Prevention and primary care issues

May 2002
Thorax;May2002 Supplement 1, Vol. 57, pi19
Academic Journal
The article discusses about the prevention and primary care issues of community acquired syndrome (CAP). The pneumococcus is known to be the most common bacterium isolated from children with CAP. The pneumococcal polysaccharide vaccine is ineffective in young children but the new conjugate vaccines are immunogenic in infants from 2 months of age. The role of the general practitioner is to identify that the child has an acute respiratory infection; to assess severity; to provide information, management advice and medical treatment when necessary; and to monitor progress and recovery.


Related Articles

  • Pneumococcal vaccine is delayed by MMR hysteria. Finch, Rob // Pulse;6/23/2003, Vol. 63 Issue 25, p11 

    Focuses on the impact of the public hysteria over MMR vaccines on pneumococcal immunization in Great Britain. Delay of vaccine administration; Reluctance of the parents to allow another childhood vaccination; Need for further study on the efficacy of the vaccines.

  • General practitioners' experiences, attitudes, and opinions regarding the pneumococcal vaccination for adults: a qualitative study. Badertscher, Nina; Morell, Seraina; Rosemann, Thomas; Tandjung, Ryan // International Journal of General Medicine;2012 Part 2, Vol. 5, p967 

    Introduction: Diseases caused by Streptococcus pneumoniae generate substantial morbidity and mortality. Despite official recommendations to vaccinate everyone over the age of 64, the estimated vaccination rate for this target population is around 2%. In Switzerland, pneumococcal vaccinations are...

  • MMR pressure buyilds on GPs. Cameron, Ian // Pulse;1/5/2004, Vol. 64 Issue 1, p1 

    Reports that general practitioners are to come under pressure from primary care trusts to convince patients of the safety of the MMR vaccine after it was made a star ratings indicator. Ten new categories included in the star ratings indicators; Final targets to rate trusts on the percentage of...

  • The effect of giving influenza vaccination to general practitioners: a controlled trial [NCT00221676]. Barbara, Michiels; Hilde, Philips; Samuel, Coenen; Fernande, Yane; Toon, Steinhauser; Sofie, Stuyck; Joke, Denekens; Paul, Van Royen // BMC Medicine;2006, Vol. 4, p17 

    Background: No efficacy studies of influenza vaccination given to GPs have yet been published. Therefore, our purpose was to assess the effect of an inactivated influenza vaccine given to GPs on the rate of clinical respiratory tract infections (RTIs) and proven influenza cases (influenza...

  • GPs may stop childhood vaccinations.  // Pulse;1/26/2006, Vol. 66 Issue 4, p13 

    The article reports that general practitioners in Leicester, England are threatening to opt out of giving childhood vaccinations after primary care trusts in Leicester City West and East Leicester cut payments for offering their service. The move is part of an initiative to cut deficits across...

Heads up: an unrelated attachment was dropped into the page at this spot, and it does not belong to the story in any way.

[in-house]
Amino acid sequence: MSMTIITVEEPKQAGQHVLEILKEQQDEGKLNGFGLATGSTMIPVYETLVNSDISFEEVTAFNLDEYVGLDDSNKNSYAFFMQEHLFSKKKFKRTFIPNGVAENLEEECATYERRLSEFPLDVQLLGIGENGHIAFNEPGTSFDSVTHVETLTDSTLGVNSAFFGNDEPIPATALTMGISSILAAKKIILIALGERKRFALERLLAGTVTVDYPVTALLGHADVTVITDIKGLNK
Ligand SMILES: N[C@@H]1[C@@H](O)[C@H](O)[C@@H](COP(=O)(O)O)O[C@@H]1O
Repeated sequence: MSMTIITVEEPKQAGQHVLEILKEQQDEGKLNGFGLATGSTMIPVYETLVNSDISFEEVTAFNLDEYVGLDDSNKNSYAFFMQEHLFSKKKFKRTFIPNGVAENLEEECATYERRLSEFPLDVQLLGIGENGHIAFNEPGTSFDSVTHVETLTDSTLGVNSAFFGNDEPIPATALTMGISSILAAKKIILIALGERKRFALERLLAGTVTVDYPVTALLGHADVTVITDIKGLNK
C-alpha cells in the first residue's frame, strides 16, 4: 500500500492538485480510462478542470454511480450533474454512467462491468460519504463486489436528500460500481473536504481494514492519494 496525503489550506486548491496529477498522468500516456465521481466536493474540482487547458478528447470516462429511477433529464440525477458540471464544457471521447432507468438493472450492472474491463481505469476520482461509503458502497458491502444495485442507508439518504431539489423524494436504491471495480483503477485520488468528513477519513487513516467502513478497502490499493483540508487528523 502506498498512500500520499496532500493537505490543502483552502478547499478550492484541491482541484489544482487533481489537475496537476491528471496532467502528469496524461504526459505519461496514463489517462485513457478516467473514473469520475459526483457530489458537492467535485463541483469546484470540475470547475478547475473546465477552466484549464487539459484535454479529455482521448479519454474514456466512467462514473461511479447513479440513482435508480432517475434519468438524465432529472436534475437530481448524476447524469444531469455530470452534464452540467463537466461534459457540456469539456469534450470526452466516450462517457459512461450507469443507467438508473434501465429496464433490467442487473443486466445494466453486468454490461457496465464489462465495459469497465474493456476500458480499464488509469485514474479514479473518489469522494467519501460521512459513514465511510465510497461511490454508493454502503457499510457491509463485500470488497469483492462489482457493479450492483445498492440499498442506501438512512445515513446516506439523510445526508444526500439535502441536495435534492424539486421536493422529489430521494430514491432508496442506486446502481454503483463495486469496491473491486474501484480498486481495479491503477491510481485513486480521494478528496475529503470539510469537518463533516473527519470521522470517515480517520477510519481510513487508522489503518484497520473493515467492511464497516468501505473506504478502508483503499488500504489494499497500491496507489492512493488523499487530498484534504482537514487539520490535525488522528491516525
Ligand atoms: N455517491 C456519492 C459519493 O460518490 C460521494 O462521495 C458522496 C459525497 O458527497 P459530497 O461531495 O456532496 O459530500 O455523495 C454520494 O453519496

• June deadline for practices to set plans for flu campaign. Robinson, Stephen // GP: General Practitioner;5/16/2012, p13 

    The article reports that general practitioners (GPs) in England have set a deadline of June 15, 2012 to provide detailed flu vaccination plans under a bid from the Great Britain Department of Health (DH). GPs have been set the deadline to present robust vaccination plans to their primary care...

  • PCTs plan for vaccine disruption.  // Pulse;11/19/2005, Vol. 65 Issue 45, p19 

    The article reports on the move of primary care trusts to make contingency plans to cope with general practitioner opt-outs and falling immunization rates as a result of the change in rules for vaccine pay in England. A spokesman for South West Kent trusts has expressed concern at the situation...

  • Antibiotic scripts halved by booklet.  // Pulse;8/5/2009, Vol. 69 Issue 25, p13 

    The focuses on the content of the booklet "When Should I Worry?" which reveals that antibiotic use for childhood respiratory tract infections could be reduced into half cases. The booklet suggests that 55% of parents need to consult general practitioners to determine if their child had similar...

  • Effects on antibiotic dispensing rates of interventions to promote delayed prescribing for respiratory tract infections in primary care. Høye, Sigurd; Gjelstad, Svein; Lindbæk, Morten // British Journal of General Practice;Nov2013, Vol. 63 Issue 616, pe777 

    Background Delayed antibiotic prescribing is an effective method of reducing the consumption of antibiotics for respiratory tract infections (RTIs). However, interventions to promote its use remain unexplored. Aim To measure the effects of a GP educational intervention and a computer...


Read the Article


Sorry, but this item is not currently available from your library.

Try another library?
Sign out of this library

Other Topics